Both "The Tell-Tale Heart" and "The Masque of the Red Death" employ timepieces (watches or clocks) as symbols. In "The Tell-Tale Heart," the narrator believes that he hears an old man's heart beating, a sound he compares to the sound a watch makes when it is wrapped in cotton. However, it is not the old man's heart the narrator hears, but his own, and the sound enrages and frightens him because it sounds like a timepiece, symbolic of his own mortality and finite lifetime. In "The Masque of the Red Death," an ebony clock stands in the final room of seven that runs from east to west, like the sun's own movement. The room is red and black (black, itself, is another popular Poe symbol -- we see it in "The Raven" with the black raven and "The Black Cat" with the titular cats), and it too symbolizes death. The clock, here, also symbolizes mortality and reminds people of their own eventual deaths, which are inescapable.
Eyes are also a symbol in several stories. In "The Tell-Tale Heart," the narrator wants to kill an old man because of the man's "vulture" eye, which likely has cataracts (as this disease would account for its cloudy appearance and his apparent blindness in that eye). Though the old man seems not to be able to literally see with this eye, he seems to have a kind of second sight, as, when the narrator makes a noise in the old man's room one night, the old man cannot go back to sleep and utters a "groan of mortal terror"; if he trusted the narrator, why would he be so frightened? Further, in "The Black Cat," the narrator cuts out the eye of his first cat, named Pluto (the Roman god of death, and another symbol of death, as the narrator in "The Raven" also alludes to), because that cat seems to understand the narrator's cruel nature. Then, the narrator finds another black cat, but this cat is already missing an eye, another symbol: it cannot physically see the narrator from this eye, but it can figuratively see the truth about the man.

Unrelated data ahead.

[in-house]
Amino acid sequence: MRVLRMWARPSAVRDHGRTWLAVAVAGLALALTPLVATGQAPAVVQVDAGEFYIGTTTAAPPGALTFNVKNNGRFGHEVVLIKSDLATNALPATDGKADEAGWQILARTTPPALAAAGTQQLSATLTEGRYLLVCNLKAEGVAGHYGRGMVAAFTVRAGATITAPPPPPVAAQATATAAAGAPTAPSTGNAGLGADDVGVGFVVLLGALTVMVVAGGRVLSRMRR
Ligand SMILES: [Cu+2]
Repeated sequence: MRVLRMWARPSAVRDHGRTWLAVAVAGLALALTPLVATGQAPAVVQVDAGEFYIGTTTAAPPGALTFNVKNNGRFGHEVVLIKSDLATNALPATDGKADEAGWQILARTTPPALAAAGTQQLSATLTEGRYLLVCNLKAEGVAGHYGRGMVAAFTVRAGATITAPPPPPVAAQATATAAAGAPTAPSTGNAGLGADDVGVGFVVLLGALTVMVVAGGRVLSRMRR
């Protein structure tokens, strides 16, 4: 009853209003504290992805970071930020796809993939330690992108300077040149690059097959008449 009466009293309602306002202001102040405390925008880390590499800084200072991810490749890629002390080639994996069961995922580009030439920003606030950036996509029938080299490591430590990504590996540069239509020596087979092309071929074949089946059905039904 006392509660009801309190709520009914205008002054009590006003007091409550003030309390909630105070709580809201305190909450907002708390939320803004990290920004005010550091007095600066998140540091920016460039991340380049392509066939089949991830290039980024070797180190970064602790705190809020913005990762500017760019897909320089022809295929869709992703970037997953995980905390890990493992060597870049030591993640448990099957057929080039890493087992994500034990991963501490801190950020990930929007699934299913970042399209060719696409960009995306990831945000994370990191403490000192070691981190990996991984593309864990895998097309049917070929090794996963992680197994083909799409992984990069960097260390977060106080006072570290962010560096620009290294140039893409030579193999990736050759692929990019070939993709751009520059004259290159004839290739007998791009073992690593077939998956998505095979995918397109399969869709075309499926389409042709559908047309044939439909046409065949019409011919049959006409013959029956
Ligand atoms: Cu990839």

The idea of murdering someone and hiding them within one's home also seems to symbolize one's guilt. The narrator of "The Tell-Tale Heart" murders the old man and buries his body beneath the floorboards. The narrator of "The Cask of Amontillado," named Montresor, walls his enemy, Fortunato, up in the Montresor family's catacombs beneath his house. The narrator of "The Black Cat" kills his wife and walls her up in his basement. The first narrator's guilt gets to him, making his heart race (a sound that terrifies him), and he confesses to the murder. The second narrator believes that he has gotten away with his crime, but there is evidence to suggest that his guilt catches up with him in the end. The third narrator gets cocky and raps on the wall with his cane when the cops come to investigate his wife's disappearance, and when they hear the cat's scream, he learns that he's walled the cat in with his wife's corpse. Nobody really totally gets away scot-free; at the very least, their guilt makes them pay for what they did, and it sometimes forces them to confess.